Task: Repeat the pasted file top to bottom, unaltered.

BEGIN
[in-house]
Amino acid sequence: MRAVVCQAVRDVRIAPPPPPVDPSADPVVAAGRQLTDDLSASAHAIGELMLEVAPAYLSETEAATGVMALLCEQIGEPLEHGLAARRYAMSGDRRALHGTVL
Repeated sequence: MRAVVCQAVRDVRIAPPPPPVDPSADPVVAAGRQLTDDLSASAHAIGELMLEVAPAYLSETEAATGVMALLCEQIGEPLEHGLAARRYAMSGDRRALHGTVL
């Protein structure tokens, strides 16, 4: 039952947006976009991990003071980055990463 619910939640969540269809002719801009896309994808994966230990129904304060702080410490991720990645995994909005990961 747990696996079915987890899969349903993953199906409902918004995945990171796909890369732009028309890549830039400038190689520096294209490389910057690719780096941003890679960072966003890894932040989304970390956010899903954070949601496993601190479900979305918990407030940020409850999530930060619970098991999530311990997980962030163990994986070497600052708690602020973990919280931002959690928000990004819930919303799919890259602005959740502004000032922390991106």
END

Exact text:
[in-house]
Amino acid sequence: MRAVVCQAVRDVRIAPPPPPVDPSADPVVAAGRQLTDDLSASAHAIGELMLEVAPAYLSETEAATGVMALLCEQIGEPLEHGLAARRYAMSGDRRALHGTVL
Repeated sequence: MRAVVCQAVRDVRIAPPPPPVDPSADPVVAAGRQLTDDLSASAHAIGELMLEVAPAYLSETEAATGVMALLCEQIGEPLEHGLAARRYAMSGDRRALHGTVL
């Protein structure tokens, strides 16, 4: 039952947006976009991990003071980055990463 619910939640969540269809002719801009896309994808994966230990129904304060702080410490991720990645995994909005990961 747990696996079915987890899969349903993953199906409902918004995945990171796909890369732009028309890549830039400038190689520096294209490389910057690719780096941003890679960072966003890894932040989304970390956010899903954070949601496993601190479900979305918990407030940020409850999530930060619970098991999530311990997980962030163990994986070497600052708690602020973990919280931002959690928000990004819930919303799919890259602005959740502004000032922390991106």